Nigeria Needs At least Between $10-$15bn To Ramp Up Gas Infrastructure in Three Years—NNPCL Boss


…plans to bring at least three to four LNG projects on board.


Going by the level of infrastructure deficiency that has made Nigeria not realize its gas potential, the country would need between $10- $15 billion in the next two to three years to ramp up existing gas infrastructure.

Within the next three to four years there will likely be in-country gas infrastructure to raise supply, especially domestically. Mele Kyari, the Group Chief Executive Officer of the Nigerian National Petroleum Company Limited (NNPC), made these revelations at the 2024 edition of CERAWeek, an oil and gas event in Houston, the United States, organised by S&P Global

He, however, told participants at the event that the main focus of his organization, the NNPC, at the moment, is building capacity to deliver gas into the domestic market, reiterating that Nigeria remains a gas country with associated oil rather than the other way round.

The NNPC boss stated that there is now a clear opportunity that gas has on Sunday, which wasn’t there 10 years ago, explaining that the NNPC and its partners are building some trunk lines that will supply gas within the network

On the conversations around energy transition, he noted that the country takes the issue of energy availability very seriously, as well as the cheapest route to explore it.

“Within the next three years, we will need between $10 billion to $15 billion in two to three years. That should cover the immediate gap. And of course, looking beyond providing gas in the domestic market, which is to see how relationships and partnerships can create gas for export.”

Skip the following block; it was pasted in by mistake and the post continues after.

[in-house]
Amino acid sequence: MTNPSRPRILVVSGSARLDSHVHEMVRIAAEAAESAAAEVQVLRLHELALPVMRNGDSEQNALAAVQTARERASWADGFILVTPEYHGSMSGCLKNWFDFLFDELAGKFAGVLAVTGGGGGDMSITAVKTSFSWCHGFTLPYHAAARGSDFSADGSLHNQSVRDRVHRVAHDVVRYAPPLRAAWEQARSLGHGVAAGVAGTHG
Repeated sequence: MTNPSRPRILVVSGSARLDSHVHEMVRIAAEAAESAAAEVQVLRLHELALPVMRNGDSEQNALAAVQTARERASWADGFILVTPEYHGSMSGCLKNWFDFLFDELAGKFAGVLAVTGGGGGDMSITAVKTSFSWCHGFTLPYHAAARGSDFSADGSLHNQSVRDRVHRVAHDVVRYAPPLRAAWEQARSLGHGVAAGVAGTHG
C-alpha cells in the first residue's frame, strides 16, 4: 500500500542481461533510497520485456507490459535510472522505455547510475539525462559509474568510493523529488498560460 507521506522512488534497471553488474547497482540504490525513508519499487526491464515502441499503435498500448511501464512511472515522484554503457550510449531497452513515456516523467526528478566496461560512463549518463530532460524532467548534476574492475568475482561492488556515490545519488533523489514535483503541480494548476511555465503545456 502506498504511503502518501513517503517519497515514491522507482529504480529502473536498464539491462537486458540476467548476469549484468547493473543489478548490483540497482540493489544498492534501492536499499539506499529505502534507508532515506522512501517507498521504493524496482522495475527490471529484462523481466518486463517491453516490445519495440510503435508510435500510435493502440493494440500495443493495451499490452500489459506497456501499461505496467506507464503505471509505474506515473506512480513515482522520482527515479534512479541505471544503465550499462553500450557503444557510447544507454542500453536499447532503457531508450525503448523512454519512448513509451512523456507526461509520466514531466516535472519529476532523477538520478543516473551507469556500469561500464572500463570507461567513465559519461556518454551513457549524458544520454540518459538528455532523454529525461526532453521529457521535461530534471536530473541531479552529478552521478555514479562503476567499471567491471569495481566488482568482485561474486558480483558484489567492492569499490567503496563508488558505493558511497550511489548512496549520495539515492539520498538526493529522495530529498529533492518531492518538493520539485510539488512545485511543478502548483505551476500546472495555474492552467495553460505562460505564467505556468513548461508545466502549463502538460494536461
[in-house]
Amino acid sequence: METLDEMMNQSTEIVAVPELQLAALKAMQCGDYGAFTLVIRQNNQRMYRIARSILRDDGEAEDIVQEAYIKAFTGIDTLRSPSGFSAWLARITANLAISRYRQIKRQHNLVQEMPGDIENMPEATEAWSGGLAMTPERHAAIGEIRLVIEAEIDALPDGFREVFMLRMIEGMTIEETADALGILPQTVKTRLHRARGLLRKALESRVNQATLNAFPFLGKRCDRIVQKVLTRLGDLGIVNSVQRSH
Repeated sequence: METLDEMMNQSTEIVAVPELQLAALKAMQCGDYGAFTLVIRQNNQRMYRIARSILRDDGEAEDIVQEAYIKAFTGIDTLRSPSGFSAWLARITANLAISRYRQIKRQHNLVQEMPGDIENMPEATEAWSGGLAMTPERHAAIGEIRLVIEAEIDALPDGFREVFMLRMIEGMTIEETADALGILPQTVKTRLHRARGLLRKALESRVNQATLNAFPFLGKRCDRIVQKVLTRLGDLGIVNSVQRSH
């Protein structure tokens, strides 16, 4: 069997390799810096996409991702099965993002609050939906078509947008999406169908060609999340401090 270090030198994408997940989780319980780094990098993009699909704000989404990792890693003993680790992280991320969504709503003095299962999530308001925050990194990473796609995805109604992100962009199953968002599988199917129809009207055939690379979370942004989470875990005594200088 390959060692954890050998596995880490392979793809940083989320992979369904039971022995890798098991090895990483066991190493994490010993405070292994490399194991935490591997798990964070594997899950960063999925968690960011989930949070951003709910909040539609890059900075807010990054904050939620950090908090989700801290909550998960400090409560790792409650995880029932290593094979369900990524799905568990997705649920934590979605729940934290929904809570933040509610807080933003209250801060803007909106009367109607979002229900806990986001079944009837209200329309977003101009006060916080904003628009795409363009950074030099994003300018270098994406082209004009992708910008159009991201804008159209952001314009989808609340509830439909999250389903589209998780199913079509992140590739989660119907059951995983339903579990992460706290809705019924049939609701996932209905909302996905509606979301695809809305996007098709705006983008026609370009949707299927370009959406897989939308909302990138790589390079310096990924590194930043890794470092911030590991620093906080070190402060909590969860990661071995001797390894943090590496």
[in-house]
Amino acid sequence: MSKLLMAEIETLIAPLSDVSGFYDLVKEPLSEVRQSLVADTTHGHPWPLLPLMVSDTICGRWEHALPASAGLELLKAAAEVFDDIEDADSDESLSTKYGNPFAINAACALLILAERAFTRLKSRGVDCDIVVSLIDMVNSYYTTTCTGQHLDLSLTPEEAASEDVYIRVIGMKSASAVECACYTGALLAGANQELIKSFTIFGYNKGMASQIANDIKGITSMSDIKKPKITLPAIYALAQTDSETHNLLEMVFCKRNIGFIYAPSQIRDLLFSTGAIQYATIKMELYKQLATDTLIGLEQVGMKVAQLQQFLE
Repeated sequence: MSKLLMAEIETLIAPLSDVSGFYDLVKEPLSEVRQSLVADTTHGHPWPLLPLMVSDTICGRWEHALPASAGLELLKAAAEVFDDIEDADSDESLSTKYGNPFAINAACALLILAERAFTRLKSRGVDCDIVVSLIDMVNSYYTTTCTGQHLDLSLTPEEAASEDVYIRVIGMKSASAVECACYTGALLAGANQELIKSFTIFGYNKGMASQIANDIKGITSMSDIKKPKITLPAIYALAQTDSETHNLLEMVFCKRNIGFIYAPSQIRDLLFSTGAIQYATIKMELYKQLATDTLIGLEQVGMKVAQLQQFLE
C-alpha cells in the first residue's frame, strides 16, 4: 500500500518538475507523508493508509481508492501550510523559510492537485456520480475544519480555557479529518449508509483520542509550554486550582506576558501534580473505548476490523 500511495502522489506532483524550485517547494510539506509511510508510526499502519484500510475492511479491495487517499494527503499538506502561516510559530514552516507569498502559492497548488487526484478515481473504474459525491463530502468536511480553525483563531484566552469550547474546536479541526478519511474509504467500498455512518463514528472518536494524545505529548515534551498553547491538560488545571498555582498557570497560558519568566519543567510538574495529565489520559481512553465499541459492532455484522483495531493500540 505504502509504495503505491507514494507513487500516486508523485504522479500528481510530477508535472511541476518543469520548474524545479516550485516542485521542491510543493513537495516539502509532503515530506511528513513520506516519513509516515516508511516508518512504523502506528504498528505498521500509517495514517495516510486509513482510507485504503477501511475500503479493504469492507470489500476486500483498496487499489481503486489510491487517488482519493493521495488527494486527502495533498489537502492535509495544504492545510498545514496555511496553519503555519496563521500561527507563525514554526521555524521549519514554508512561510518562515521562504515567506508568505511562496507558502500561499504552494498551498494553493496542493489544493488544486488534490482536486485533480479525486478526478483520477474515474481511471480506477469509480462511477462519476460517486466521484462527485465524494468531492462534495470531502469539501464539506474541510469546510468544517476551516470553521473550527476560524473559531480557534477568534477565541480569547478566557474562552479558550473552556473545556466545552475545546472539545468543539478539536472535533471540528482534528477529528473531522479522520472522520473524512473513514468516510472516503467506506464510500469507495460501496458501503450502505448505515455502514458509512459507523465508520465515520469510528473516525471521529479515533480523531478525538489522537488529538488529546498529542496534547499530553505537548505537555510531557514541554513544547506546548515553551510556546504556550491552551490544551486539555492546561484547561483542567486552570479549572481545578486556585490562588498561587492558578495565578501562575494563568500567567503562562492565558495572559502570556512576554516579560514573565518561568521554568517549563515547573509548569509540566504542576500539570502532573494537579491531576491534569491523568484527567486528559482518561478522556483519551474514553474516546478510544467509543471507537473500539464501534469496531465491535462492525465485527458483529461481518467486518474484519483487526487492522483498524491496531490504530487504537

“And of course, when you look at that, and then probably you see another incremental $10 billion to $12 billion which will create the opportunity for growth,” he stated.

Kyari also disclosed that there is an ongoing engagement, which has reached a very advanced stage to create a pipeline that can pass through 13 African countries into Morocco and then to Europe, estimated at $25 billion.

He mentioned the ongoing construction of the NLNG Train 7, expressing the hope that it will likely double Nigeria’s current capacity in the liquefied natural gas space when completed.

“Also, we are working on two other projects.

One is the fixed LNG project and we have reached an advanced stage of commitment on this, it will enable us to bring back another 10 million tonnes facility in the country, and several other floating LNG projects.

“But obviously, we have a line of sight around at least three to four LNG projects. We are also engaging our partners to see how we can add another train on the LNG making it eight. We see huge opportunities,” he pointed out.

Kyari further called for support from other countries to nations in sub-Saharan Africa, to close the energy availability gap.

Nigeria has over 208 Trillion Cubic Feet (TCF) of proven gas reserves and about 600 TCF in potential reserves, but can hardly get the resource out of the ground due to lack of infrastructure and the much-needed investment in the sector.

Leave a Reply

Your email address will not be published. Required fields are marked *